The Bank of England surprised markets by announcing no expansion of its quantitative easing scheme on Thursday as it left interest rates unchanged at a record low of 0.5 percent for a fourth month running.

Britain's central bank has been buying assets with newly created money since March and is on track to hit its existing 125 billion pound target later this month.

It said it would review the programme in August.

Markets had widely expected the BoE to increase its asset purchase target by 25 billion pounds, allowing it to continue to pump money into the economy until August when it publishes new quarterly economic forecasts.

Britain's economy is no longer in freefall, as it was at the turn of the year, but bank lending remains weak and a sustained recovery is far from assured.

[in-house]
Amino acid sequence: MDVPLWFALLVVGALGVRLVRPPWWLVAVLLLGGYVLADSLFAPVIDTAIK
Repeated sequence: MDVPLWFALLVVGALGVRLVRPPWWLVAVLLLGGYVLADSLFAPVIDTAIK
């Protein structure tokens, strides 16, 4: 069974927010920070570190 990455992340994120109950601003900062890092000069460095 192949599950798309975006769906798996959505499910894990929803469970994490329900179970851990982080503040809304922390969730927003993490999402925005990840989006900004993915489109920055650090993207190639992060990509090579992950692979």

Unemployment is still rising, manufacturing is still contracting and the recent pick-up in services activity may be little more firms re-stocking after running down inventory.

From a macroeconomic point of view, leaving a gap in asset purchases between late July and early August, when the Bank of England will have more data, will do little harm. But it is likely to fuel the suspicion that the central bank has concluded its quantitative easing policy.